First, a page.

First District Attorney, Andy Barber's, fourteen-year-old son, Jacob is accused of murdering a classmate. Whether he's guilty or not, the arrest throws a once happy family into chaos. The big question for the parents is: Did he do it? Andy is convinced, almost unbelievably at times, that his son is innocent. Laurie, the mother, isn't so sure. She remembers problems from Jacob's early childhood that Andy refuses to believe signify anything. When Andy is finally forced to confess that his father, Bloody Billy, is in prison for murder, Laurie's world collapses.
The opening of this book was completely enthralling. We are in Andy's head and against all logic he simply won't confront the idea that Jacob could be guilty. However, the book is very long and after awhile this complete lack of questioning begins to wear. It feels unreal.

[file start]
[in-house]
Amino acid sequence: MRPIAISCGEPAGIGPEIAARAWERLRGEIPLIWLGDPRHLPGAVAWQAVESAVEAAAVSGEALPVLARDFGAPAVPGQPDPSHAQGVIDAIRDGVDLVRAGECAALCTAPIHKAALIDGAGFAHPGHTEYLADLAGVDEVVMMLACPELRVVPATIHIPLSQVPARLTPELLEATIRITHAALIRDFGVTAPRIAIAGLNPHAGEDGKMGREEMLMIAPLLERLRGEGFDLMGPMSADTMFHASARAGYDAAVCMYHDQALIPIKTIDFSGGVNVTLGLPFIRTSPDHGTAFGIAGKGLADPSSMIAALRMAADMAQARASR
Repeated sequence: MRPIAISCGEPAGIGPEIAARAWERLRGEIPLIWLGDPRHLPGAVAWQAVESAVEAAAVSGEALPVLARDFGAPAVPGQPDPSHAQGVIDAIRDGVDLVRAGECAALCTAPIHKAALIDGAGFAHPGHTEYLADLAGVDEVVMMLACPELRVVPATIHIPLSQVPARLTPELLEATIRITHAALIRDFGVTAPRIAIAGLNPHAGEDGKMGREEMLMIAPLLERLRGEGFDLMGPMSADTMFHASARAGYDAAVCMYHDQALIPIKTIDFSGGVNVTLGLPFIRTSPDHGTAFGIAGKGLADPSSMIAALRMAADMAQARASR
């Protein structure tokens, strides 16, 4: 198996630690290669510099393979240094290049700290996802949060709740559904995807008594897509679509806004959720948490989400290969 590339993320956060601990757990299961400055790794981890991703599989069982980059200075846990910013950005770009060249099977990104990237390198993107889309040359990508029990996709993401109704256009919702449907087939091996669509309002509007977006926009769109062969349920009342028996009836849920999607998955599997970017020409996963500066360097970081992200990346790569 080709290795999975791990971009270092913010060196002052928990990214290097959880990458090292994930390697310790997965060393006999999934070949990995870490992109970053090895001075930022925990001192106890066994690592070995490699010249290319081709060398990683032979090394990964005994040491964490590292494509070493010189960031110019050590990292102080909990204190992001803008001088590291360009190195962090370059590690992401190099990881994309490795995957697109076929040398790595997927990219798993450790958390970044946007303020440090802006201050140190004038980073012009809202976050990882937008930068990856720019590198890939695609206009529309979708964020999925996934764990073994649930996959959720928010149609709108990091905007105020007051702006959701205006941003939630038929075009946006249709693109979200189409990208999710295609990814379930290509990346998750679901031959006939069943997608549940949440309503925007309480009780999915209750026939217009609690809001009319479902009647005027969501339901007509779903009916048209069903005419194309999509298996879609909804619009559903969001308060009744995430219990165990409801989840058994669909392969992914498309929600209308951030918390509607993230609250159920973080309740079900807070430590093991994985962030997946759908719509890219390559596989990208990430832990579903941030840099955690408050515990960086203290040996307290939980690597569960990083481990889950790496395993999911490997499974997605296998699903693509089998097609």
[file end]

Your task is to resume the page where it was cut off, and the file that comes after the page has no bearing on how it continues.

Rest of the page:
The legal background is interesting and generally well done. However, I found the transcript portions of the grand jury testimony unrealistic. Andy, the witness, seems to be playing the role of the judge when he calls the Assistant District Attorney by his first name and asks him to restate questions. I found it hard to believe that the judge in a real grand jury investigation would have allowed the obvious animosity to go on.
I liked the book and enjoyed reading it. The opening portray of Andy draws you in. However, as the book drags on the author seems to have trouble sustaining the head in the sand portrayal of Andy. I think perhaps because the book is so long, the twist at the end didn't feel real. It seemed like a literary artifice. However, the book is well worth reading if you like unusual character portrayals and court room drama.
I reviewed this book as part of the Amazon Vine Program.